Book Review: A Genius in the Family

A Genius in the Family - by Hiram Percy MaximHiram Stevens Maxim is one of America’s less recognized polymath inventors, and quite a character in addition to all his quantifiable accomplishments. Starting live on a rural Maine farm, Maxim had only a few years of formal schooling (as was fairly common with our ground-breaking inventors). While best known for creating the world’s first truly effective machine gun, Maxim also was quite involved in many other technological areas, including powered flight and electric lighting (he came very close to beating Edison for invention of the first incandescent light bulb). However, Maxim’s personality was far from perfect – he was often thoughtless, vulgar, and had a penchant for practical jokes that could something cross the line into cruelty.

A Genius In The Family is a series of anecdotes about Maxim’s family life as told by his eldest son, Hiram Percy Maxim (a notable figure in his own right, as inventor of the Maxim Silencer and founder of the ARRL). The book is short and contains not a word about the Maxim Gun, but instead gives us an intimate perspective that is rarely found from notable historical figures.

Through Percy’s experience, one gets a much more complete view of Maxim than a study of his work will provide, both the good and the bad. Percy (as he was called by his family) recounts many memorable incidents from his life from age 4 to about 12 (when Maxim basically abandoned his family to live in England with his secretary), and shows us how the quirks of Maxim’s tenacity, wit, intelligence, humor, disregard for other people, and impulsiveness came together to create a complete person.

One of the first stories is about a local druggist in Brooklyn who kept a small pet white dog in his shop, when Percy frequently found himself (at age 5 or so). After repeated harassment by Percy wanting to be given the dog, the druggist “relents” and offers to trade it to Percy in exchange for a penny with heads on both sides. Percy, of course, does not realize such a thing doesn’t exist, and excitedly asks Maxim to check his pocket change for such a coin. Maxim acts mildly surprised that he does not have one after a brief inspection, and promises to look for one the next day at work. Instead, he has a lathe worker in his shop face the tails off two pennies and braze the heads together into a new coin, which he and Percy then take to the druggist.

In a rather less endearing moment, Maxim decided to play a cruel joke on the family’s cook, after reading something on the topic of how extreme the touch of a very cold object felt indistinguishable from a very hot one. He lay a fireplace poker to chill outside in a mixture of snow and alcohol, and then made a bit of a show of heating another poker red-hot in the kitchen where the cook, a young Irish girl, was working. He slipped out and switched pokers, and returned making comments about how cattle were branded with red-hot iron. When the girl’s back was turned, he pressed the freezing poker against the back of her neck – which she naturally assumed was being terribly burned. It took Maxim and his wife some time to convince her that no harm had been done, and she packed her belongings and quit on the spot.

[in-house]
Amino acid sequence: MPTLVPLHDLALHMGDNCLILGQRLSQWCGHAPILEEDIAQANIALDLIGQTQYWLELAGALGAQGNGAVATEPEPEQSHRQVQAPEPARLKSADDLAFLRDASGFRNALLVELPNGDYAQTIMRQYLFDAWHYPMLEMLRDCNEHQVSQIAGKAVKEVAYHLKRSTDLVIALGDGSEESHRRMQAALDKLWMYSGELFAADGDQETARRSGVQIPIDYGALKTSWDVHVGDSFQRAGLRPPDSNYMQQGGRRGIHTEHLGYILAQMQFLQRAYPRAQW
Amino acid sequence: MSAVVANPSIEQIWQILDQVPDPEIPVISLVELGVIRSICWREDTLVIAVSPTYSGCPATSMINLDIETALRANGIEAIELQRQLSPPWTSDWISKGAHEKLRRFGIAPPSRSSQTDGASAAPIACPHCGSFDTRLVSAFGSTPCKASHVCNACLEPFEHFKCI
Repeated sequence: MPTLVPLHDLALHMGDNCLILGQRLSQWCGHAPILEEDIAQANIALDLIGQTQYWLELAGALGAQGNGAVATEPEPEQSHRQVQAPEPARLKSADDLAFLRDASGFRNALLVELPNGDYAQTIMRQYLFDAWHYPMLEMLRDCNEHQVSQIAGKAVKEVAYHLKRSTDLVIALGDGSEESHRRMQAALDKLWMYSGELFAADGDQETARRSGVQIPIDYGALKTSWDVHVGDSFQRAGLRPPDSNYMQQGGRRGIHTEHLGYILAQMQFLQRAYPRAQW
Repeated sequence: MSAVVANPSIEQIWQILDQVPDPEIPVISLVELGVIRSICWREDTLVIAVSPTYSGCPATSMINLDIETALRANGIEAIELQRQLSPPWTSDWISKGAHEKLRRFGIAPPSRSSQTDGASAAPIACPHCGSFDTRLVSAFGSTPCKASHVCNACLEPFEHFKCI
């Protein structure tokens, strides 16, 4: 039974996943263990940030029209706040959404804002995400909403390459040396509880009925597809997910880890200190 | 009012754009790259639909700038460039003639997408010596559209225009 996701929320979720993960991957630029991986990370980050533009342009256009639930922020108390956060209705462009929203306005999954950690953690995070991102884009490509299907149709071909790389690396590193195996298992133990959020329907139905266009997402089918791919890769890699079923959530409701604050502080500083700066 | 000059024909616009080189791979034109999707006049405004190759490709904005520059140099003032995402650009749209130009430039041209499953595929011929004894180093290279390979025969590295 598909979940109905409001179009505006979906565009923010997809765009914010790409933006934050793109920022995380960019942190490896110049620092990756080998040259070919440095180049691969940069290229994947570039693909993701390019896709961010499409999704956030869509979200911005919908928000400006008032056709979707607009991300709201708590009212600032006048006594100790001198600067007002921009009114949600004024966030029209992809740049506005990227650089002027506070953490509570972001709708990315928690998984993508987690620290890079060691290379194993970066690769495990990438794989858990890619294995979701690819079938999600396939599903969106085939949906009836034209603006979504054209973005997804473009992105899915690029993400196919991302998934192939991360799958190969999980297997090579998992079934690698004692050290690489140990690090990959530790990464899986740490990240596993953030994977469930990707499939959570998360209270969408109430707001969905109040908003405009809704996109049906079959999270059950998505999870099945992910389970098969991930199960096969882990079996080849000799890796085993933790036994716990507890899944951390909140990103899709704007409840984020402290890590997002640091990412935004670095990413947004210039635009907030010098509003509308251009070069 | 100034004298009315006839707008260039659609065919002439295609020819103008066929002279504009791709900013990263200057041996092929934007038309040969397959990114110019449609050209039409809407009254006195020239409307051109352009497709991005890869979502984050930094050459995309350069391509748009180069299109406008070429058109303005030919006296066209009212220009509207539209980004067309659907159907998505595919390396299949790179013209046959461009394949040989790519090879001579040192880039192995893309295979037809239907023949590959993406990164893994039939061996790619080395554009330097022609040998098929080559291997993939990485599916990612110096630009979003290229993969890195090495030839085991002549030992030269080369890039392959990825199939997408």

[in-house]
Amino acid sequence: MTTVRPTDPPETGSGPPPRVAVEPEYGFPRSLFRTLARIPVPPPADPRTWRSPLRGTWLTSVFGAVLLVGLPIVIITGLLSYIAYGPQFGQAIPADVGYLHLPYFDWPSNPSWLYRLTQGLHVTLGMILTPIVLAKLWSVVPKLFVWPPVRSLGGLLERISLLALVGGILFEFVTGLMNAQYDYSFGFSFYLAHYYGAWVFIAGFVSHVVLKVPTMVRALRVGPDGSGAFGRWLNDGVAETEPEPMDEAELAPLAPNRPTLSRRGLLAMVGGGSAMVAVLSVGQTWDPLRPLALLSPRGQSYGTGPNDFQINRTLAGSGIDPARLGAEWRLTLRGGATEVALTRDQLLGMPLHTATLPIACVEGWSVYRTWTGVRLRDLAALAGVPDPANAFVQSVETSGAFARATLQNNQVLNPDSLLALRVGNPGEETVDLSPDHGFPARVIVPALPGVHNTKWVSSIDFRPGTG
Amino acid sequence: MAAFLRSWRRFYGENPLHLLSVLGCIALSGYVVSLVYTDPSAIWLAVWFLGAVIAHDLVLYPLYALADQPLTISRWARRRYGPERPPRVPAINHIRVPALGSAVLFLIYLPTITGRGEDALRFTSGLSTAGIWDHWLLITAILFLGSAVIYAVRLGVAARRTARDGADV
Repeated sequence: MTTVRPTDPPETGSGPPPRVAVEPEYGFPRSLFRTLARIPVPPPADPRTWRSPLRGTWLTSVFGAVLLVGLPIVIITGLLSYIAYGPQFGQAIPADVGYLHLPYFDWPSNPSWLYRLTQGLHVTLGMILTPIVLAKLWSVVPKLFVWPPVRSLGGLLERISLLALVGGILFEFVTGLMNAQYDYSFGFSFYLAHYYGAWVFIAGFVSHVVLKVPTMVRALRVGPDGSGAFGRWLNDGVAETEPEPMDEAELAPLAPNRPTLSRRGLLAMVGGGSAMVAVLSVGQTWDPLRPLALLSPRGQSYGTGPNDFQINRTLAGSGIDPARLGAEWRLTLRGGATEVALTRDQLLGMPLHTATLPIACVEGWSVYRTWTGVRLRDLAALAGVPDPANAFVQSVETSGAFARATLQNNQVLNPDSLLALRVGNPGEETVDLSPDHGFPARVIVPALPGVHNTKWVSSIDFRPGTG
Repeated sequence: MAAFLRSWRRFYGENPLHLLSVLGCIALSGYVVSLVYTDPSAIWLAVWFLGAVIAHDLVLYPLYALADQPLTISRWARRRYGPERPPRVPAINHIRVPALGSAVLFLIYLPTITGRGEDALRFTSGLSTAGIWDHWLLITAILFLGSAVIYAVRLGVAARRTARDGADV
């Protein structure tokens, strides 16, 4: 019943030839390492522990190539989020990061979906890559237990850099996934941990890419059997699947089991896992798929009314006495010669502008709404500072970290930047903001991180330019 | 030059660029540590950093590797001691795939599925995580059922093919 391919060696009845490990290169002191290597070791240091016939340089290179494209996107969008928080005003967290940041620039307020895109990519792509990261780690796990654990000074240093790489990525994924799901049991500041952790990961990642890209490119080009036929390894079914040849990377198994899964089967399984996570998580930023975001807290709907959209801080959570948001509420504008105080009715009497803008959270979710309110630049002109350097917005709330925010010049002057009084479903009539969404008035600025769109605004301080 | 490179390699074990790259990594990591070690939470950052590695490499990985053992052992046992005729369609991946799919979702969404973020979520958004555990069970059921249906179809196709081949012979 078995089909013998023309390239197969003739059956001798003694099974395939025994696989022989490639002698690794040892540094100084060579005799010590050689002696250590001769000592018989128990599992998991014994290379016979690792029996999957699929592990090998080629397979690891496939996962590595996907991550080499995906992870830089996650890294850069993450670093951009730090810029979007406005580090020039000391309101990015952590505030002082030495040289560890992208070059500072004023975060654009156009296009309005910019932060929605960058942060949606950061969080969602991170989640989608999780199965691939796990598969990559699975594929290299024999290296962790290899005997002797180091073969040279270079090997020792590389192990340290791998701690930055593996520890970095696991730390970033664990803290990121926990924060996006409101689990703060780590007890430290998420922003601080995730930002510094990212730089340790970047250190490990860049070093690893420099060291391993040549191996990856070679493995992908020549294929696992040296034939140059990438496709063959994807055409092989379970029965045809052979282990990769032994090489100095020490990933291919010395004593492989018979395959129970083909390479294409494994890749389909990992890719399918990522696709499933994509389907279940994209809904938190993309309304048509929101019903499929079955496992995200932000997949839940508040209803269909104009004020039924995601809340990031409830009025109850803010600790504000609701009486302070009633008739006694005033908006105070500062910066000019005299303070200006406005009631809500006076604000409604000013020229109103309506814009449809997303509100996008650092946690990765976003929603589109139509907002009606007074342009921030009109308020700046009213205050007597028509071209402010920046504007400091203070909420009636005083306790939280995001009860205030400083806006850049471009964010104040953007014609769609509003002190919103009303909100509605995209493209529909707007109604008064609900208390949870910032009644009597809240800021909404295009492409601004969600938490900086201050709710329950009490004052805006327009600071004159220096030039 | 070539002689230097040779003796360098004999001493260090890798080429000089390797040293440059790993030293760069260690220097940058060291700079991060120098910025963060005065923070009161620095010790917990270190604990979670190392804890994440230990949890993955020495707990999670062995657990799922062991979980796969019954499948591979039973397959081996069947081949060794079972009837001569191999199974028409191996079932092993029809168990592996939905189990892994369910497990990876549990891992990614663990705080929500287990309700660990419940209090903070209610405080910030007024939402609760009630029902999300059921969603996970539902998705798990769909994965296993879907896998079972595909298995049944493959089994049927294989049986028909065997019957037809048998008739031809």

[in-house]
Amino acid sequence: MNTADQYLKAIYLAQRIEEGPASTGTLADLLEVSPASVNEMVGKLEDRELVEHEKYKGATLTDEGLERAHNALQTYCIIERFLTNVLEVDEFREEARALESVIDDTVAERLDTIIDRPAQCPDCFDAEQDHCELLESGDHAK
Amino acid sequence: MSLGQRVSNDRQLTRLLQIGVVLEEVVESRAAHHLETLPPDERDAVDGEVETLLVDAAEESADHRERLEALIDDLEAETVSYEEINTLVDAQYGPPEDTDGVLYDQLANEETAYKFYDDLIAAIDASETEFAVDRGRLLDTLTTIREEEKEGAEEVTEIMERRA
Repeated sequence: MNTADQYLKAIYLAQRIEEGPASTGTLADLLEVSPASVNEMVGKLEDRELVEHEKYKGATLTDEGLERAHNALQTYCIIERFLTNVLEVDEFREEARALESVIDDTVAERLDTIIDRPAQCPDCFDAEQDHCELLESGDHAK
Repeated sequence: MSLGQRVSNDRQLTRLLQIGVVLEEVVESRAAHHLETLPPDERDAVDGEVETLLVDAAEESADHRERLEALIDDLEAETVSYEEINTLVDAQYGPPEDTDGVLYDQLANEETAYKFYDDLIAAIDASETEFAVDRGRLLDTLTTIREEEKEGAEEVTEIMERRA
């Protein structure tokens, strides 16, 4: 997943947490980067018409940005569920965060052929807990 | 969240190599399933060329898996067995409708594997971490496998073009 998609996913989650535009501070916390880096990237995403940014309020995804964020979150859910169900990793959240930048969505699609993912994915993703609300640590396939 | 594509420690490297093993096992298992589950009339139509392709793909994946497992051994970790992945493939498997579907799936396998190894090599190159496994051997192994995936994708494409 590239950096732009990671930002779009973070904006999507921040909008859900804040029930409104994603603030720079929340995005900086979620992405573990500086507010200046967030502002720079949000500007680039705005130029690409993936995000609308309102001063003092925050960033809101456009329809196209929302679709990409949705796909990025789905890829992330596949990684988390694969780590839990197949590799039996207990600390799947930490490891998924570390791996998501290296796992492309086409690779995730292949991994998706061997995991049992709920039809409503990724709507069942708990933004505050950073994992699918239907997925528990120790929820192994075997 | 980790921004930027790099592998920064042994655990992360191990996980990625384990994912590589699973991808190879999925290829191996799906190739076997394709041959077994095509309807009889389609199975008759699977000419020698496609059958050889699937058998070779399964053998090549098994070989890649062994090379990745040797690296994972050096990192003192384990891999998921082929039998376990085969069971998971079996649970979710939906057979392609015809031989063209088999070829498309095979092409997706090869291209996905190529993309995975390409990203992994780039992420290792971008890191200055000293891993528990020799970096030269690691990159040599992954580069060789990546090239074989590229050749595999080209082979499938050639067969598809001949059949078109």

A passage that I found particularly endearing came when Maxim’s daughter Florence was deemed by her schoolmaster to be “mentally defective” because of a lack of success with arithmetic. Maxim would have none of this, and initially had to be persuaded not to take the matter up directly – and probably with some violence, as Maxim was a strong and physically imposing man – with the schoolmaster. When talked out of that option, he instead spent the evening brilliantly instilling a great interest in the subject in the girl, who would go on to graduate a 4-year high school course at the top of virtually every class. Percy explains to evening in some detail, and Maxim’s ability to draw Florence’s attention and curiosity into the topic is a work of art.

I could go on with examples – Percy’s writing draws one in and remains engrossing throughout the work – but I will leave the rest of the story for him to tell. If you want to take a step beyond his gun and learn about the character of Hiram Stevens Maxim, you will find no better resource than his son’s A Genius in the Family.

While the work is not currently in print, there are numerous copies available on Amazon, as it has been reprinted several times since the original 1936 edition. Prices start at $5 as of this writing, and those copies will certainly be sold quickly, so act now if you would like one!